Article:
Read more...

Room Details

Dimensions: 25’ × 11’  Medium
Ceiling: 8’


Components Toggle details

    • HP Laptop (music server) with JRiver and JRemote software HP Pavilion
     running JRiver and JRemote music mgmt software and ASIO Windows drivers for the DAC
    • AudioQuest UltraJitterBug
    USB noise suppressor
    • AudioQuest Diamond USB A-B digital cable from laptop to DAC
    • exaSound DAC with Teddy Pardo power supply e48 8 multichannel DAC
    Wonderful DAC that supports all DSD hi-res formats and hi-res PCM.
    Great headphone amp and preamp too!
    I use 4 of the eight channels to do speaker-by-speaker tailoring of parameters to optimize the sound quality.  The DAC is the foundation upon which JRiver's DSP functionality comes to life by being able to control hi/low-pass frequency and slopes, delay, phase, polarity, gain, and parametric EQ for each individual speaker and sub!  It's like a manual Audyssey for a 2.2 stereo rather than a home theatre ....
    • PrimaLuna DiaLogue Premium preamp
    Heavy and solidly built preamp.
    Using Tung-Sol 5AR4 and Genalex ECC82 Gold Lion tubes
    Comes with a metal remote that must weigh 2-3lbs!!
    • SELLING: Bryston 10B STD active crossover
    NO LONGER NEEDED:
    (The Bryston active crossover is used to limit the low bass going to the 300B tube amp and redirect it to the pair of Rythmik subs.  The 10B is incredibly flexible with separate crossover frequency and slope settings for each channel (Hipass Left, Hipass Right, Lowpass Left, Lowpass Right).  After trying about 200 different combinations of settings I found the best setting at 100Hz and 6dB for the mains and 100Hz and 18dB for the subs.)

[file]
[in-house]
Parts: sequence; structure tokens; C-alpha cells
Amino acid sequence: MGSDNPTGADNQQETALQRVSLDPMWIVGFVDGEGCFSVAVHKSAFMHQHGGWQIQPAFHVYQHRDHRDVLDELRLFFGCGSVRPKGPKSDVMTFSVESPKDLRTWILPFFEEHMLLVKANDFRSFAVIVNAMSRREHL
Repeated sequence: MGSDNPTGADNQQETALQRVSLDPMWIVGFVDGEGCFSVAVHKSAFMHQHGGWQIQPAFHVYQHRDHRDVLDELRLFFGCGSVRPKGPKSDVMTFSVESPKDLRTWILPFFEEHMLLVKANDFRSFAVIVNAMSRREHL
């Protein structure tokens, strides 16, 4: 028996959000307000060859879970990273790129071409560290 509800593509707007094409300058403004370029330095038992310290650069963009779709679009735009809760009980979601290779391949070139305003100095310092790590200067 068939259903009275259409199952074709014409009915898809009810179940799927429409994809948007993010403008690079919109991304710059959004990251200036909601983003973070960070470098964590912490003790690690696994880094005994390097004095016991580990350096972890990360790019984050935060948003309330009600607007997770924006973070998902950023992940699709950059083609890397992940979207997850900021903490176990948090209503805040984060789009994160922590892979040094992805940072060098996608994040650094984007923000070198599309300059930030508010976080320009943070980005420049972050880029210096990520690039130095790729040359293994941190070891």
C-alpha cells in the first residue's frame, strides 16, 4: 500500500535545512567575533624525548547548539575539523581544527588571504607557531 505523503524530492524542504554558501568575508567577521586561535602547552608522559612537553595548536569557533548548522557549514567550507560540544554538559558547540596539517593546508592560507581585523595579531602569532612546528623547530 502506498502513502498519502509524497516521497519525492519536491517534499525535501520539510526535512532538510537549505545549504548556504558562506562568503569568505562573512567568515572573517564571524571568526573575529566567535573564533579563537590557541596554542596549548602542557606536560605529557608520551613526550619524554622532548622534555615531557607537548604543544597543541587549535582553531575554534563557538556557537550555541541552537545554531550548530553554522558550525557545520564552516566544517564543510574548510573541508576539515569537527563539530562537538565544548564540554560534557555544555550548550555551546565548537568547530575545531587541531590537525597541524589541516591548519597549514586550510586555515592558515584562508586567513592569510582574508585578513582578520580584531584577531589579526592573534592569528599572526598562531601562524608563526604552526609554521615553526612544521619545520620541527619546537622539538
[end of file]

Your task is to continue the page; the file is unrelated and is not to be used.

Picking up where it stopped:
• Valve Amplification Company (VAC) Renaissance 30/30
    300B SET amp with two 300B tubes/channel producing 32watts/ch. 
    Using Genalex PX300B Gold Lion tubes and Tung-Sol 6SN7GTB tubes
    to drive my 87dB efficient speakers with surprising ease!
    • Sound Lab A-3PX
    Dipole electrostatic speakers standing nearly 75” tall and 3 feet wide each panel.
    Because there is very little sound energy from the speaker's sides I placed them very close to each side wall as the room width is only 11 feet and change wide.  They are toed-in about 10 degrees and pulled 8' from the front wall behind them.  There is a 3-high stack of RPG Skyline diffusers about 5.5' behind the speaker to scatter the rear firing sound waves. More diffusion is placed mid wall on the front wall with thick bass traps behind and below it.
    • Rythmik F15 subs
    Two F15 servo controlled subs (15" drivers, 300watt plate amps ea.) cut over around 50Hz serving the bottom octaves.
    Each is placed halfway across the room's width with one near the front wall and the second near the back wall.